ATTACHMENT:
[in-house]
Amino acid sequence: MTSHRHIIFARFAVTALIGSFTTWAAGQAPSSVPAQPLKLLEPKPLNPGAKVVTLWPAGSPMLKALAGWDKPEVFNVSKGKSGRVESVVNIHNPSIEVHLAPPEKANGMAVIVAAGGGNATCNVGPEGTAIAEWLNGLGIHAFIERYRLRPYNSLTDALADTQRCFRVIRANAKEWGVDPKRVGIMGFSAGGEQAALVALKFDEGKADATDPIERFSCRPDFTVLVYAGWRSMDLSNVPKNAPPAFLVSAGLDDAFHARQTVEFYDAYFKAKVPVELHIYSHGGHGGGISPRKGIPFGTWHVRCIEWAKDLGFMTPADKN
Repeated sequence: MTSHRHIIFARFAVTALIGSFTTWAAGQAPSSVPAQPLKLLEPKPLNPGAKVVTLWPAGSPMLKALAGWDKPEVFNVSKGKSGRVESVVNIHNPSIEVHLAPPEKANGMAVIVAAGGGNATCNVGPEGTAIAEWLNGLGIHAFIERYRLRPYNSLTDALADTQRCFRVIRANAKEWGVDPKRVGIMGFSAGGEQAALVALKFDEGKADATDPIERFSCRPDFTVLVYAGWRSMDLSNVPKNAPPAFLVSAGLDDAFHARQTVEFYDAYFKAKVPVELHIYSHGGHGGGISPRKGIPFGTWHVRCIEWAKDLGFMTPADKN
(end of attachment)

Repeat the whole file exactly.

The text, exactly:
[in-house]
Amino acid sequence: MTSHRHIIFARFAVTALIGSFTTWAAGQAPSSVPAQPLKLLEPKPLNPGAKVVTLWPAGSPMLKALAGWDKPEVFNVSKGKSGRVESVVNIHNPSIEVHLAPPEKANGMAVIVAAGGGNATCNVGPEGTAIAEWLNGLGIHAFIERYRLRPYNSLTDALADTQRCFRVIRANAKEWGVDPKRVGIMGFSAGGEQAALVALKFDEGKADATDPIERFSCRPDFTVLVYAGWRSMDLSNVPKNAPPAFLVSAGLDDAFHARQTVEFYDAYFKAKVPVELHIYSHGGHGGGISPRKGIPFGTWHVRCIEWAKDLGFMTPADKN
Repeated sequence: MTSHRHIIFARFAVTALIGSFTTWAAGQAPSSVPAQPLKLLEPKPLNPGAKVVTLWPAGSPMLKALAGWDKPEVFNVSKGKSGRVESVVNIHNPSIEVHLAPPEKANGMAVIVAAGGGNATCNVGPEGTAIAEWLNGLGIHAFIERYRLRPYNSLTDALADTQRCFRVIRANAKEWGVDPKRVGIMGFSAGGEQAALVALKFDEGKADATDPIERFSCRPDFTVLVYAGWRSMDLSNVPKNAPPAFLVSAGLDDAFHARQTVEFYDAYFKAKVPVELHIYSHGGHGGGISPRKGIPFGTWHVRCIEWAKDLGFMTPADKN